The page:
Bluejules8000

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  1. Thanks yarpos, wing loading was low, I was using a 260 student rig and my weight was about 83kg. The reserve was same or similar size I think. From your last statement, I understand there is inherent risk in this sport even if we follow protocol, a randomness and complexity to nature that can never be fully accounted for even if we follow good procedure and protocol. At the same time when an incident like this is examined there are always areas where one thinks it could have been done differently. An example is that I read today that sometimes pulling on the reserve handle can sometimes be faster than the RSL and increase the chance of a reserve main interaction. Is that true?, what is the average time of the automatic reserve deployment from a cutaway and RSL. RSL's are manditory here for less experienced skydivers but this is one time I wish I did not have one and had waiedt for stability before pulling my reserve handle. I also understand far too many skydivers in the past have died with there reserves still in their rig.
  2. Thank you for the replies. gowlerk; I was using hired gear and would have been having a helicopter ride to the city hospital but I have been informed that the primary parachute was a tangled mess when retrieved and therefore nothing could be learnt from its state. There was no comment about the pilot chute so I assume it looked normal. The reserve parachute had been moved to create shade during my treatment from emergency services so this disrupted its state but I have a photograph from the air before it was disturbed, I have included it. The parachutes were sent to the manufacturers for examination and came back clear and lines looked undamaged but here were line marks on the one leg of my jump suit. Pchapman; it was a crash landing, 30 broken bones all up but fortunately central nervous system intact other than tingling tips of little and ring finger corresponding to cervical vertebrae. (A little reminder of how bad it may have been :). Hopefully the photograph will be useful, not thought of a riser of the main fouling the reserve and choking it off. Ufk22; main had been deployed and not in bag but a tangled mess when retrieved. I think we do tend to constantly ruminate over the event, partly to make the sport safer and partly to relive ourselves of recrimination.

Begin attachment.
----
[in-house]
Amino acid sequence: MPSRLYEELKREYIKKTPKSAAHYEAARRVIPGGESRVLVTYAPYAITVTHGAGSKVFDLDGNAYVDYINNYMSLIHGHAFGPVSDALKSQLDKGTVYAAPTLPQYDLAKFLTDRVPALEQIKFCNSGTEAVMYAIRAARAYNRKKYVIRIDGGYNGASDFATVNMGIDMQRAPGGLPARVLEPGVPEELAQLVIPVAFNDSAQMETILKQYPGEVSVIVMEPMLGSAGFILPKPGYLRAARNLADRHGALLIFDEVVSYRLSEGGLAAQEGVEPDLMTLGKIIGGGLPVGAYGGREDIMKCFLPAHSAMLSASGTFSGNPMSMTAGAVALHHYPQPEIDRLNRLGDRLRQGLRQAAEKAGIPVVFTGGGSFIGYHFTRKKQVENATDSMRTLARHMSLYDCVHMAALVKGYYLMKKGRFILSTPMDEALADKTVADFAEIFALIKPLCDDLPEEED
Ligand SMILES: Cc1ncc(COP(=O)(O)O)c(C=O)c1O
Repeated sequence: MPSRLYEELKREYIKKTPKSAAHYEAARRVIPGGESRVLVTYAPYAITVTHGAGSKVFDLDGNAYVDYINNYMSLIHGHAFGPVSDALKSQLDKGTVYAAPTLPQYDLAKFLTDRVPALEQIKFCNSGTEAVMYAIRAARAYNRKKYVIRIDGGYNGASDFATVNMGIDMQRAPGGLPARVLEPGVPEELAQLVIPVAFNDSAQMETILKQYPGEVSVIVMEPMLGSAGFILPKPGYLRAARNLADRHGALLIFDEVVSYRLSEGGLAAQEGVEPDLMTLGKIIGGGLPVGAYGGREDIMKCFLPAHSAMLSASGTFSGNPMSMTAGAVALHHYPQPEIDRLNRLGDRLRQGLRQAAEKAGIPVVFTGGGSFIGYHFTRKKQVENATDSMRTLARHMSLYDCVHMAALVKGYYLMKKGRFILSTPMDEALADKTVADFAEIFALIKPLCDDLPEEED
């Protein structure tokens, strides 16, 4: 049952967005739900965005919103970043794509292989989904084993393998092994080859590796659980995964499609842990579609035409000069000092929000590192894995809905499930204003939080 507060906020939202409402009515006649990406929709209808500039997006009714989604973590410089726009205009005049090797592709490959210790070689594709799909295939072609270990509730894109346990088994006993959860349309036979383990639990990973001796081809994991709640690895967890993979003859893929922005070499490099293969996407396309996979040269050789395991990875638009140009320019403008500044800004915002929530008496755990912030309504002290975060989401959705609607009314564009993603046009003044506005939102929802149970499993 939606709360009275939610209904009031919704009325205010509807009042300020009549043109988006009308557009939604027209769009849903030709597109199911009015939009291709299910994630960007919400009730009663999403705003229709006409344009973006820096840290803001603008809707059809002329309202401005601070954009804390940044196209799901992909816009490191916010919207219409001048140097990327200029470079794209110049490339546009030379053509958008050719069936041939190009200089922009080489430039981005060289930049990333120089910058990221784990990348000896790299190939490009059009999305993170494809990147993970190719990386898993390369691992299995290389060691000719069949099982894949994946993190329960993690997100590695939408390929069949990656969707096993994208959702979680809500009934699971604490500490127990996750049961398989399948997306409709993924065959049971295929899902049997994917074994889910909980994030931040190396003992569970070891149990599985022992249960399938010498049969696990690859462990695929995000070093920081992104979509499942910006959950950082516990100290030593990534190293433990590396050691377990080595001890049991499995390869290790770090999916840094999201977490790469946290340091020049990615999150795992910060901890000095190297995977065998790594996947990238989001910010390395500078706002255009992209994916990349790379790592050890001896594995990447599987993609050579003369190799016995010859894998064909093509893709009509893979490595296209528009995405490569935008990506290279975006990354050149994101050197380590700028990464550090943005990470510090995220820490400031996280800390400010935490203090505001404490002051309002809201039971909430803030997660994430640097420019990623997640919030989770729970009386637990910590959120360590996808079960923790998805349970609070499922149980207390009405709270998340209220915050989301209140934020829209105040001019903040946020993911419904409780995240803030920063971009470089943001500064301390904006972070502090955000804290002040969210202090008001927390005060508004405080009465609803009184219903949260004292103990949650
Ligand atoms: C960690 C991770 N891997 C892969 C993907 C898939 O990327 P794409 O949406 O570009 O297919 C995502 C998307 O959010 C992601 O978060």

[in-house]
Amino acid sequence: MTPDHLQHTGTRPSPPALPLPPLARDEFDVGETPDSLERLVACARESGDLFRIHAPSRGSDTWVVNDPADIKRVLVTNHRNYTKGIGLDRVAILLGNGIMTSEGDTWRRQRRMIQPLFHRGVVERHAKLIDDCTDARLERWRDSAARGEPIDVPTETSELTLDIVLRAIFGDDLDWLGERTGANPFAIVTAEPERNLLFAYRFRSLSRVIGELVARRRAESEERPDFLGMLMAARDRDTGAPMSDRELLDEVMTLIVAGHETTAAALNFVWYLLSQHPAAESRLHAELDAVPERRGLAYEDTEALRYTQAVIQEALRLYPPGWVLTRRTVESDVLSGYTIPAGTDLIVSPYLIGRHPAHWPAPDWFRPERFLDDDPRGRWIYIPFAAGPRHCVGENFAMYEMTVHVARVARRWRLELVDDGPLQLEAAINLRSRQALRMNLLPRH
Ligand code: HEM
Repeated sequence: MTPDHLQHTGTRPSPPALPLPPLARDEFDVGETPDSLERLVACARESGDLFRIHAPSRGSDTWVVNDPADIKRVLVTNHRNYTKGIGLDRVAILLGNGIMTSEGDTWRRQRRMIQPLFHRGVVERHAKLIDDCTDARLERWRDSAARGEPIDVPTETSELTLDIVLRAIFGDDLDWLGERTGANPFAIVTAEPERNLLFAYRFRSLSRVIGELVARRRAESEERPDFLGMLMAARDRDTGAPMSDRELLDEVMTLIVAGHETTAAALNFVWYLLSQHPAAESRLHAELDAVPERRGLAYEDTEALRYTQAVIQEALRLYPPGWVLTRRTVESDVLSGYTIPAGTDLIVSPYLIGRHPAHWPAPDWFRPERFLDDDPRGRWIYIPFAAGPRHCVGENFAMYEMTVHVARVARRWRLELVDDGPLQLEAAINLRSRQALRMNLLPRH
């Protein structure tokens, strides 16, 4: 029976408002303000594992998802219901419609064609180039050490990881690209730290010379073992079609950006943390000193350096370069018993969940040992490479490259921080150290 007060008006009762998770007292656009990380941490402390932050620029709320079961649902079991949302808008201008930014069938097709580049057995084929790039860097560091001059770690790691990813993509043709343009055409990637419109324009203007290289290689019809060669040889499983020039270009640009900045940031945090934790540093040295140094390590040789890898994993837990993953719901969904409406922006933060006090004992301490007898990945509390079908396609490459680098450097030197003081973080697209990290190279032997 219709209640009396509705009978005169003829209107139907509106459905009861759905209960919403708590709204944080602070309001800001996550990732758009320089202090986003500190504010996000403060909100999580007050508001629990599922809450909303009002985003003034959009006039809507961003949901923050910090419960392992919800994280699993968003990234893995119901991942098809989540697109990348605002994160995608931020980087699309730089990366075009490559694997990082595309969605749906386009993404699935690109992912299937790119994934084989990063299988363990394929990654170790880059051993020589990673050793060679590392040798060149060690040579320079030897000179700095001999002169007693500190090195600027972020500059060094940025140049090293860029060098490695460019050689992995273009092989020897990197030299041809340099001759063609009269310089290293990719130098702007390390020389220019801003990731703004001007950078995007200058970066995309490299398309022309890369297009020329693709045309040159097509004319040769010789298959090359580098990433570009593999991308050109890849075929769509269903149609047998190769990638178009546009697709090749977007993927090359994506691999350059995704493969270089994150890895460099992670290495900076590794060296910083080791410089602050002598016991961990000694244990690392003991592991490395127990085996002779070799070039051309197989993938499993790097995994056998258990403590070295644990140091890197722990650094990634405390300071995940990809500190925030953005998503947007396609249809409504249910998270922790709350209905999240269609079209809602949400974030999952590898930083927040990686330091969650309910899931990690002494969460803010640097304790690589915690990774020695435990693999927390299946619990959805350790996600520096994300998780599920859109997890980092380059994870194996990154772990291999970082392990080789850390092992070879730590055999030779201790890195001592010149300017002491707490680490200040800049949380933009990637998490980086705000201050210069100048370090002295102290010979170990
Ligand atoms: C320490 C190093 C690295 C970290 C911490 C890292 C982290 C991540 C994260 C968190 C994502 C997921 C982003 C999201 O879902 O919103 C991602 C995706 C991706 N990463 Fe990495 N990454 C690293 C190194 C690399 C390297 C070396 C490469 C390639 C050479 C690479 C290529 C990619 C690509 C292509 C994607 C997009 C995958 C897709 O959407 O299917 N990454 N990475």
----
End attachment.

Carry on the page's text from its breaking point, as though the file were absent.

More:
3. Order of events from memory. Stable flat belly-to-earth deployment at around 5000-5500 feet. Remained this way for at least six seconds including a right head turn. Nothing felt so went to emergency procedures, cutaway, and reserve deployment. Was spun in the air onto my back and was looking up at the leg and watching lines of a parachute unravel from around a leg/foot. The next moment a reserve parachute opened above my head in a very hard spin and the riser up, could not be corrected with toggles. Initially assumed this was the reserve parachute catching my leg but logically more likely was the primary chute. Memory is fallible. Very hard landing. Would the tension knots have been caused by unstable deployment when I was turned onto my back? Only about 63 jumps and the first cutaway. Respectful honest feedback is appreciated.